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5-star safety rating: What does it really mean?

Crash test dummy

You don’t have to watch TV for long before encountering a commercial boasting about a vehicle’s 5-star safety rating. Should you trust in this rating? Yes, but with caveats.

The government has minimum safety standards that cars and trucks must meet. But those standards don’t ensure a vehicle is as safe as it could be. That’s where the National Highway Traffic Safety Administration safety ratings come in. Vehicle shoppers can see the safety ratings on the window stickers of new cars and look up ratings online.

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The ratings tell you which cars are among the safest, although they don’t necessarily apply for every possible crash or compared with a car in another weight class, and don’t encompass all safety factors.

Testing overview of 5-star safety ratings

Each year, federal officials decide which vehicles to test by looking at which are predicted to have high sales or have been structurally redesigned. They then buy cars for testing from dealerships across the country. The ratings divide vehicles into classes: mini, light, compact, medium and heavy cars, plus sport-utility vehicles, pickup trucks and vans.

The testing started in the 1979 model year, with only frontal crashes. The National Highway Traffic Safety Administration added the star ratings in 1994 (five is the safest), side-impact tests in 1997 and rollovers in 2001.

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Big changes came in 2011, when regulators toughened front and side crash ratings criteria, started using a smaller, “female” crash-test dummy in addition to an average-sized male dummy, added a test simulating the side of car crashing into a pole or tree and created a new overall score that combines front, side and rollover ratings. That’s why, if you go to the ratings site now, you’ll find separate areas for vehicles from 1990 to 2010 and from 2011 on.

Entries for specific cars also list whether a car has advanced crash-avoidance technologies (rear-view video, and collision and lane-departure warning systems) that meet federal standards and note any safety concerns, such as structural failure, fuel leakage or a door opening during crash tests.

Limitations of the safety tests

Despite the overhaul that started with 2011 models, the 5-star safety ratings still don’t present a complete overview of safety. For one thing, crash-avoidance technologies and specific safety concerns do not factor into the star ratings, so you have look at each vehicle’s record to find them.

Also, the frontal-crash ratings are only comparable between cars that are in the same class and weigh within 250 pounds of each other. That’s because this test represents a crash between two vehicles of the same weight, so lighter cars are not rated on how their passengers would do in a crash with a heavier vehicle (the other tests are comparable across classes).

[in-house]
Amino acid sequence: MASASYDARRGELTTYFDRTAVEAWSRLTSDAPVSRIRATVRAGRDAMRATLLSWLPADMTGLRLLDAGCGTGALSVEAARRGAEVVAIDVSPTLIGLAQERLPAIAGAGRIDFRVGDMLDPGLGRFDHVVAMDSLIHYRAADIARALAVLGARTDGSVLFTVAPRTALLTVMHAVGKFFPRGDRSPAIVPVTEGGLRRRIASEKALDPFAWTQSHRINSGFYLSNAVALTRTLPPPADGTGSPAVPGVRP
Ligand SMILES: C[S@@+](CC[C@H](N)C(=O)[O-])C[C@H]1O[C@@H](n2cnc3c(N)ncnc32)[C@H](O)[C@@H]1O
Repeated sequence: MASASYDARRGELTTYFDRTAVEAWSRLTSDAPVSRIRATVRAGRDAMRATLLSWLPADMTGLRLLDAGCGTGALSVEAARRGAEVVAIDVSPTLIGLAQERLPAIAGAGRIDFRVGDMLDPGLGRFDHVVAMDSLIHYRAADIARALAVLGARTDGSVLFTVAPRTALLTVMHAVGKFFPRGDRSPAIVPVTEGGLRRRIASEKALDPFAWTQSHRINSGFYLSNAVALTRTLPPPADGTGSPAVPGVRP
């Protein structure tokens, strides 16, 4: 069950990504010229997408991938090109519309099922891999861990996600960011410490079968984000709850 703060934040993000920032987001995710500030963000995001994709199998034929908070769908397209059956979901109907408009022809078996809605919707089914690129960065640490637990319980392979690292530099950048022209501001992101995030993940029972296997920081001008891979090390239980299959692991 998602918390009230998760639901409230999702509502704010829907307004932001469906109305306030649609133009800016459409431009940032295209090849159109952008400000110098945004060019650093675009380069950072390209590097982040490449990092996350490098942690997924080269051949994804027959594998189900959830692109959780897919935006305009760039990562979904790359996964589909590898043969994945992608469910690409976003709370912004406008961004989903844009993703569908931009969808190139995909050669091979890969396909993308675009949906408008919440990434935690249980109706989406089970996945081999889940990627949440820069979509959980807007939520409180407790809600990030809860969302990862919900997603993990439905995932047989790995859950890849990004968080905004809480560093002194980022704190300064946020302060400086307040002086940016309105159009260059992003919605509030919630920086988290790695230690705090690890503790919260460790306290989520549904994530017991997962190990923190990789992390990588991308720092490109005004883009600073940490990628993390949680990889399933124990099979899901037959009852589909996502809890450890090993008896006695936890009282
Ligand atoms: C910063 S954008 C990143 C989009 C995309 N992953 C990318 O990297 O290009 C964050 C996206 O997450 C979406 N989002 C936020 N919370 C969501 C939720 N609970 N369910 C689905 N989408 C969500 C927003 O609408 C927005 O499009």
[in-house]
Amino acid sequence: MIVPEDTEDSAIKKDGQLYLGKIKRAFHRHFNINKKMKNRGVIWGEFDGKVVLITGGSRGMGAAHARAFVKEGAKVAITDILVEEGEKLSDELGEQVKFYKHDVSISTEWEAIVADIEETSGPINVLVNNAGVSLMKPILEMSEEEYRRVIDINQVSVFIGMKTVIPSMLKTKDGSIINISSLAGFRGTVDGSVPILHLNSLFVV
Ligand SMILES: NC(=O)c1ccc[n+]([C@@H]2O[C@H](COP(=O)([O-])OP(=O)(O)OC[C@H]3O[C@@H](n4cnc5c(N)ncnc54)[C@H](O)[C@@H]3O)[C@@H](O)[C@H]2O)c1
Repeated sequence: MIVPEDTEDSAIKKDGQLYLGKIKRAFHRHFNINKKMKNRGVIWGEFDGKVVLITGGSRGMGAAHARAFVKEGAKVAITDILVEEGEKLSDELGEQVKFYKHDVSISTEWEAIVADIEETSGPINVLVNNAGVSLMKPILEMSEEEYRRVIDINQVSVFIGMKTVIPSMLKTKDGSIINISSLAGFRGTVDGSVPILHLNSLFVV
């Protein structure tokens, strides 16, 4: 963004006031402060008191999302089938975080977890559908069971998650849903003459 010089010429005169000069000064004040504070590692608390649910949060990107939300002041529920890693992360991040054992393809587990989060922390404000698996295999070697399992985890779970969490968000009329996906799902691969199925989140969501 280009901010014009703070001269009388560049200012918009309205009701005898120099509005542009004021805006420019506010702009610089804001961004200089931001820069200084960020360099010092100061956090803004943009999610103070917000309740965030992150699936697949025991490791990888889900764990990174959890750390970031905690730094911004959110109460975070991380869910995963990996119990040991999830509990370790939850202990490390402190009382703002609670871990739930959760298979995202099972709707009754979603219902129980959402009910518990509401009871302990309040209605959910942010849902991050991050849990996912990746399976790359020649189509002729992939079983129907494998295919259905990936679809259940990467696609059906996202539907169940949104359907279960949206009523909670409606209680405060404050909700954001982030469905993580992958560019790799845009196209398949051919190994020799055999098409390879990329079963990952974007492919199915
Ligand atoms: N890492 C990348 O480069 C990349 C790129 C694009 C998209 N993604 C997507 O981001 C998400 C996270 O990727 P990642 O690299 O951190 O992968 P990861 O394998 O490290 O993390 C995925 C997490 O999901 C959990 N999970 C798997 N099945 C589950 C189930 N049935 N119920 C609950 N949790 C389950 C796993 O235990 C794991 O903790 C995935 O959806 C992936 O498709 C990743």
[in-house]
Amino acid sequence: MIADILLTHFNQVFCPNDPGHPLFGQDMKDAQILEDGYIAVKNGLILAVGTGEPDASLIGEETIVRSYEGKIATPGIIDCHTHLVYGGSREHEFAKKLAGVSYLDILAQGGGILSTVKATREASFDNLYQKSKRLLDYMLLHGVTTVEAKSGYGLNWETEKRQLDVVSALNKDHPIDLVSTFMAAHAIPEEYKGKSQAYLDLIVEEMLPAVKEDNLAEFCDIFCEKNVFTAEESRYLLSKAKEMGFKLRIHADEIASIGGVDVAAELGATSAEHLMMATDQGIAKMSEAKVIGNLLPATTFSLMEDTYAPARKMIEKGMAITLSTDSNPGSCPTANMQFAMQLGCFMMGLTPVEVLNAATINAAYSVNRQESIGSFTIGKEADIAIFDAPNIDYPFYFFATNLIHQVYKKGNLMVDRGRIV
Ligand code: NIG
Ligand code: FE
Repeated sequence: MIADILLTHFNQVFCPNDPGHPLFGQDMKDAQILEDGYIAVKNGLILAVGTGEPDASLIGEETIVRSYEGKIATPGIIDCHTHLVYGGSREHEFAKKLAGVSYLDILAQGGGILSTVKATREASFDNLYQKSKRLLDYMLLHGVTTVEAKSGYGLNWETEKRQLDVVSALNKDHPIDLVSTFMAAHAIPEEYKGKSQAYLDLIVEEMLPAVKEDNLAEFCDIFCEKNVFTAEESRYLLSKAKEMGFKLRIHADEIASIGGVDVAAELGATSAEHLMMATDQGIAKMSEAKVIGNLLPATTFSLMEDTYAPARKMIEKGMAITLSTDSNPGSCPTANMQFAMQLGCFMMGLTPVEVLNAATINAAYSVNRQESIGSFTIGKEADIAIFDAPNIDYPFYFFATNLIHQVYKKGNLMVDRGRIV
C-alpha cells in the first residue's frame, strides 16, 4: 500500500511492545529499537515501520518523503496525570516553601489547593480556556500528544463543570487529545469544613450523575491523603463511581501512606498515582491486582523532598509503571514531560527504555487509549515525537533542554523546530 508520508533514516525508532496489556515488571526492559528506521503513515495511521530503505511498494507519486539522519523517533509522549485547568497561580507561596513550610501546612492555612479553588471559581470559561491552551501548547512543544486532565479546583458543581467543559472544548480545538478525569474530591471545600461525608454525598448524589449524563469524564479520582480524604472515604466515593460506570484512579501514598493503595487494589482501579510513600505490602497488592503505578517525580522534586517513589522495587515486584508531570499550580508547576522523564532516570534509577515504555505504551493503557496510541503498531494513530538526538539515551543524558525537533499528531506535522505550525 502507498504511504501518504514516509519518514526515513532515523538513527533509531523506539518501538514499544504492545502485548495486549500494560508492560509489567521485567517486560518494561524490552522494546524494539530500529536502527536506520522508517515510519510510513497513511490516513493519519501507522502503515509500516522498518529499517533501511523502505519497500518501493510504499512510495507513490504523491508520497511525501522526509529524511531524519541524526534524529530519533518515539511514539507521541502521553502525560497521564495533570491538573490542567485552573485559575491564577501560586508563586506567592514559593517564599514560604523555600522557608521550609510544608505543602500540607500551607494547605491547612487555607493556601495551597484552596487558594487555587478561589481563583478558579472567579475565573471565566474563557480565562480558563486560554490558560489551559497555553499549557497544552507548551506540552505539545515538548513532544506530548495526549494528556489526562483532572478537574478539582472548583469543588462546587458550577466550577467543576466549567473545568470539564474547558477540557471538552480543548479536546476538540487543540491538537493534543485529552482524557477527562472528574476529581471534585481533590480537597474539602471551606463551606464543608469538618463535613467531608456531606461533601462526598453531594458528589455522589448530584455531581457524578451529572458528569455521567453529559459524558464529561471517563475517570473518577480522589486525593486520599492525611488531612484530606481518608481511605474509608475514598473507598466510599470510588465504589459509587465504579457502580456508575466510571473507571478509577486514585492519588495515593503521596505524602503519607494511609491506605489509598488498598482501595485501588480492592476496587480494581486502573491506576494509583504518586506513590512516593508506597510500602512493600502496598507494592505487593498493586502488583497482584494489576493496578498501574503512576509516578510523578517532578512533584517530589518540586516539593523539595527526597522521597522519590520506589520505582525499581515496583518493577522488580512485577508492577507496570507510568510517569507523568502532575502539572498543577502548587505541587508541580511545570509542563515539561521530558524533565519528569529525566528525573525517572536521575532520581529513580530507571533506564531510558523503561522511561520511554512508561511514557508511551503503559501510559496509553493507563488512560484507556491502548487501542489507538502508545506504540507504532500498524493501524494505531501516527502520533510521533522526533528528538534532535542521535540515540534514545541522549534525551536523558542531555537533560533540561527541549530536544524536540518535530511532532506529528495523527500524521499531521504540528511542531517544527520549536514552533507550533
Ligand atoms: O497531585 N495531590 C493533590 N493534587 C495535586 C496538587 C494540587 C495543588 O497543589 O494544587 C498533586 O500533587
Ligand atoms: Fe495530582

The testing doesn’t include rear impacts. The National Highway Traffic Safety Administration says that’s because the program has a limited budget, and frontal and side-impact crashes “are responsible for the highest percentage of deaths and serious injuries.”

The tests only look at specific injuries to passengers in specific seats:

  • For the frontal crash, injuries to the head, neck, chest and legs of an average-sized adult male driver and small adult female front-seat passenger;

  • For the side-barrier test, injuries to the head, chest, abdomen and pelvis of an average male driver and a front-seat passenger, and to the head and pelvis of a small female passenger in the rear, driver’s-side seat;

  • For the side-pole test, injuries to the head and pelvis of a small female driver and a front-seat passenger.

The tests do not evaluate injuries to children.

The tests are all at specific speeds: 35 miles per hour for the frontal crash, 38.5 miles per hour for the side-barrier crash and 20 miles per hour for the side-pole crash. How a vehicle does in these may or may not translate to a faster impact.

Proposed changes to 5-star rating system

In December 2015, the National Highway Traffic Safety Administration proposed more changes to its testing and rating system. These include:

  • Adding crash-avoidance systems to ratings;

  • Testing and rating how well vehicles protect pedestrians they might strike;

  • Testing of angled frontal crashes;

  • Testing protection of rear occupants in a frontal crash;

  • Improved crash test dummies; and

  • Half-star ratings.

“The changes provide more and better information to new-vehicle shoppers that will help accelerate the technology innovations that saves lives,” U.S. Transportation Secretary Anthony Foxx said in a news release. Officials plan to adopt the changes by the end of 2016 and implement them by the 2019 model year.

For now, the current 5-star rating system will tell you if a car is among the safest in its class, although not in every possible situation, and you’ll have to look at a specific vehicle’s entry to see if it has advanced crash-avoidance features or special safety concerns. You should also check out ratings from the Insurance Institute for Highway Safety, which carries out its own tests.

See also: Teen wheels: Is that junker safe?

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